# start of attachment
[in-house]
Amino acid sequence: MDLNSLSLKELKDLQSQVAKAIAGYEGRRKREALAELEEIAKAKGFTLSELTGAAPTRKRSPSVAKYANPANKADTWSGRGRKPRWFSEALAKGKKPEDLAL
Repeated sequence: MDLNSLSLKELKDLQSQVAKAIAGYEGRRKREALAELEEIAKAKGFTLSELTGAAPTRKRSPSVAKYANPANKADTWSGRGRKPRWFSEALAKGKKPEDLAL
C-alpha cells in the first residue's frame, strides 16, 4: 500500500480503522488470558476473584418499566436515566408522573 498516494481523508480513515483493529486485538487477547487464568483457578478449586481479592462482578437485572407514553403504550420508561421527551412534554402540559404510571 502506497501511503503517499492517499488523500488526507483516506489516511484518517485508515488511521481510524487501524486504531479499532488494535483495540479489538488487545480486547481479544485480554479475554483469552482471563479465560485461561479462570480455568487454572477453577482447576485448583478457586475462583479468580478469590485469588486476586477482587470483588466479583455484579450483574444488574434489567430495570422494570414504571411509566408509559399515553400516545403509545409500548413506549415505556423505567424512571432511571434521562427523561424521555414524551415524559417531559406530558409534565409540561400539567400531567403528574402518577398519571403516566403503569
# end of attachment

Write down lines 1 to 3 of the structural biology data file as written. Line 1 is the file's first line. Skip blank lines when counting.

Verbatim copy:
[in-house]
Amino acid sequence: MDLNSLSLKELKDLQSQVAKAIAGYEGRRKREALAELEEIAKAKGFTLSELTGAAPTRKRSPSVAKYANPANKADTWSGRGRKPRWFSEALAKGKKPEDLAL
Repeated sequence: MDLNSLSLKELKDLQSQVAKAIAGYEGRRKREALAELEEIAKAKGFTLSELTGAAPTRKRSPSVAKYANPANKADTWSGRGRKPRWFSEALAKGKKPEDLAL